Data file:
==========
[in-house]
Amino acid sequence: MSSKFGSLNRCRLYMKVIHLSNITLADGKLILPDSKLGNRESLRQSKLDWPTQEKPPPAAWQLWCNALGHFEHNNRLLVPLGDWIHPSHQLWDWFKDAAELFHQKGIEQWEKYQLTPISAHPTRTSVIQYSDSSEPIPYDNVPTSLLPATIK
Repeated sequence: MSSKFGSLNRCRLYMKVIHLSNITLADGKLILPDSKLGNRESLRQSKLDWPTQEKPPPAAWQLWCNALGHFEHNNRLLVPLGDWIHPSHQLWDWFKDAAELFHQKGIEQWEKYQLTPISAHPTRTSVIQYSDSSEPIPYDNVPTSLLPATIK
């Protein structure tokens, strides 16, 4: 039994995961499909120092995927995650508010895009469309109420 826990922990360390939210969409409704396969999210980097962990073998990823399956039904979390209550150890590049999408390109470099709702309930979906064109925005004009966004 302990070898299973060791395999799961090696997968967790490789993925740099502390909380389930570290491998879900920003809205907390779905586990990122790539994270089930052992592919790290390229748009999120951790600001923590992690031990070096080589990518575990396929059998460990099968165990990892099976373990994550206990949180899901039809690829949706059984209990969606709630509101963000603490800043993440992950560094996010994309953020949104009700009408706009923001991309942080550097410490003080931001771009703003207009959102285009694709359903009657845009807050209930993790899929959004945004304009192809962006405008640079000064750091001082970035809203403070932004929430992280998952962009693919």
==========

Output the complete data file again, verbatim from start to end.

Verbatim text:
[in-house]
Amino acid sequence: MSSKFGSLNRCRLYMKVIHLSNITLADGKLILPDSKLGNRESLRQSKLDWPTQEKPPPAAWQLWCNALGHFEHNNRLLVPLGDWIHPSHQLWDWFKDAAELFHQKGIEQWEKYQLTPISAHPTRTSVIQYSDSSEPIPYDNVPTSLLPATIK
Repeated sequence: MSSKFGSLNRCRLYMKVIHLSNITLADGKLILPDSKLGNRESLRQSKLDWPTQEKPPPAAWQLWCNALGHFEHNNRLLVPLGDWIHPSHQLWDWFKDAAELFHQKGIEQWEKYQLTPISAHPTRTSVIQYSDSSEPIPYDNVPTSLLPATIK
């Protein structure tokens, strides 16, 4: 039994995961499909120092995927995650508010895009469309109420 826990922990360390939210969409409704396969999210980097962990073998990823399956039904979390209550150890590049999408390109470099709702309930979906064109925005004009966004 302990070898299973060791395999799961090696997968967790490789993925740099502390909380389930570290491998879900920003809205907390779905586990990122790539994270089930052992592919790290390229748009999120951790600001923590992690031990070096080589990518575990396929059998460990099968165990990892099976373990994550206990949180899901039809690829949706059984209990969606709630509101963000603490800043993440992950560094996010994309953020949104009700009408706009923001991309942080550097410490003080931001771009703003207009959102285009694709359903009657845009807050209930993790899929959004945004304009192809962006405008640079000064750091001082970035809203403070932004929430992280998952962009693919």